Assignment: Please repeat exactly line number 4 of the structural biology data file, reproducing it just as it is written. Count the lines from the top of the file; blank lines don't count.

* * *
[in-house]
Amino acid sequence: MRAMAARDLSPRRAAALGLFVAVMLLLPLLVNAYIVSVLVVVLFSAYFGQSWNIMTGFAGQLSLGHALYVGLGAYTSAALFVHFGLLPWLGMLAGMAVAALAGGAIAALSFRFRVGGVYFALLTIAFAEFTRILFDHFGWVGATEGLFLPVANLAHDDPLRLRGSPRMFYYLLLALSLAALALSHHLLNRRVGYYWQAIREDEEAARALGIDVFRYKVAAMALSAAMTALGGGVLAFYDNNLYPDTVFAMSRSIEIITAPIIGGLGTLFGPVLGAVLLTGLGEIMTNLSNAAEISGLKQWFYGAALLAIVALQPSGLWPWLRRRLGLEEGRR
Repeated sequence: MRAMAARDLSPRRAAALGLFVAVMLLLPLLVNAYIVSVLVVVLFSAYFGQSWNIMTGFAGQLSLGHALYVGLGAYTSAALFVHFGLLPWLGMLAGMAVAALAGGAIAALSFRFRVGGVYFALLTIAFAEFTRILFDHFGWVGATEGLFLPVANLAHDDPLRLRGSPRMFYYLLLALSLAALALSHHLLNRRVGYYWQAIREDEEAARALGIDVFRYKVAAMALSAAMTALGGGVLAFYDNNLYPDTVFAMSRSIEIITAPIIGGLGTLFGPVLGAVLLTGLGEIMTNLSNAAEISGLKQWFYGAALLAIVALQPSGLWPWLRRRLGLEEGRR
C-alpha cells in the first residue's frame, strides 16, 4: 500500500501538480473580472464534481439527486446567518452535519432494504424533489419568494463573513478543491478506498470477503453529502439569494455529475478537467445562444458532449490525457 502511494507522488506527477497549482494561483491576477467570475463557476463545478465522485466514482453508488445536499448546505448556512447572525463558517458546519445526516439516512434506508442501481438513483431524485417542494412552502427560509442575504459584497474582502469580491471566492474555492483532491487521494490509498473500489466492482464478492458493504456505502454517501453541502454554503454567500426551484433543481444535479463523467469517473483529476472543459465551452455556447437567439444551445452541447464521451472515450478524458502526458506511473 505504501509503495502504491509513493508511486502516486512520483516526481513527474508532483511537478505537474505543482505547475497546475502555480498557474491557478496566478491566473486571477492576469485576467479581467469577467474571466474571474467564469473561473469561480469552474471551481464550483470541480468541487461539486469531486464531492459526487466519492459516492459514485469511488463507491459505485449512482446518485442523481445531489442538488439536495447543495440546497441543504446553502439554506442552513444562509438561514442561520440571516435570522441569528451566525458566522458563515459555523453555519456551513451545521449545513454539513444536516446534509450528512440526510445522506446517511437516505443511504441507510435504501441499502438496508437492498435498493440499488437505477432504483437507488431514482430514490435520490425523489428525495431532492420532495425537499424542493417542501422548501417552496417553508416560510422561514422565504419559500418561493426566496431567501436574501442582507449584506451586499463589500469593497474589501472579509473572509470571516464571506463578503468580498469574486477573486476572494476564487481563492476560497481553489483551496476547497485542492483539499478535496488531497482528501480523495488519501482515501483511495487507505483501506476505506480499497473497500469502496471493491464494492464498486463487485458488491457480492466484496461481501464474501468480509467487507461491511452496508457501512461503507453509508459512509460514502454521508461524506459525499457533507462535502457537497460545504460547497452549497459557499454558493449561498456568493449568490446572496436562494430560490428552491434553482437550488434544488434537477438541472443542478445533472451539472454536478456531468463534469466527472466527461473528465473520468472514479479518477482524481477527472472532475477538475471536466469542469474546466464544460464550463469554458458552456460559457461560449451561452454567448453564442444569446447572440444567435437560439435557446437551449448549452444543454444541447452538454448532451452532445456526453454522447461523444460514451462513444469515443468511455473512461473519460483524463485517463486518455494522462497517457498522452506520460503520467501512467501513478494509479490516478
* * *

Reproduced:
C-alpha cells in the first residue's frame, strides 16, 4: 500500500501538480473580472464534481439527486446567518452535519432494504424533489419568494463573513478543491478506498470477503453529502439569494455529475478537467445562444458532449490525457 502511494507522488506527477497549482494561483491576477467570475463557476463545478465522485466514482453508488445536499448546505448556512447572525463558517458546519445526516439516512434506508442501481438513483431524485417542494412552502427560509442575504459584497474582502469580491471566492474555492483532491487521494490509498473500489466492482464478492458493504456505502454517501453541502454554503454567500426551484433543481444535479463523467469517473483529476472543459465551452455556447437567439444551445452541447464521451472515450478524458502526458506511473 505504501509503495502504491509513493508511486502516486512520483516526481513527474508532483511537478505537474505543482505547475497546475502555480498557474491557478496566478491566473486571477492576469485576467479581467469577467474571466474571474467564469473561473469561480469552474471551481464550483470541480468541487461539486469531486464531492459526487466519492459516492459514485469511488463507491459505485449512482446518485442523481445531489442538488439536495447543495440546497441543504446553502439554506442552513444562509438561514442561520440571516435570522441569528451566525458566522458563515459555523453555519456551513451545521449545513454539513444536516446534509450528512440526510445522506446517511437516505443511504441507510435504501441499502438496508437492498435498493440499488437505477432504483437507488431514482430514490435520490425523489428525495431532492420532495425537499424542493417542501422548501417552496417553508416560510422561514422565504419559500418561493426566496431567501436574501442582507449584506451586499463589500469593497474589501472579509473572509470571516464571506463578503468580498469574486477573486476572494476564487481563492476560497481553489483551496476547497485542492483539499478535496488531497482528501480523495488519501482515501483511495487507505483501506476505506480499497473497500469502496471493491464494492464498486463487485458488491457480492466484496461481501464474501468480509467487507461491511452496508457501512461503507453509508459512509460514502454521508461524506459525499457533507462535502457537497460545504460547497452549497459557499454558493449561498456568493449568490446572496436562494430560490428552491434553482437550488434544488434537477438541472443542478445533472451539472454536478456531468463534469466527472466527461473528465473520468472514479479518477482524481477527472472532475477538475471536466469542469474546466464544460464550463469554458458552456460559457461560449451561452454567448453564442444569446447572440444567435437560439435557446437551449448549452444543454444541447452538454448532451452532445456526453454522447461523444460514451462513444469515443468511455473512461473519460483524463485517463486518455494522462497517457498522452506520460503520467501512467501513478494509479490516478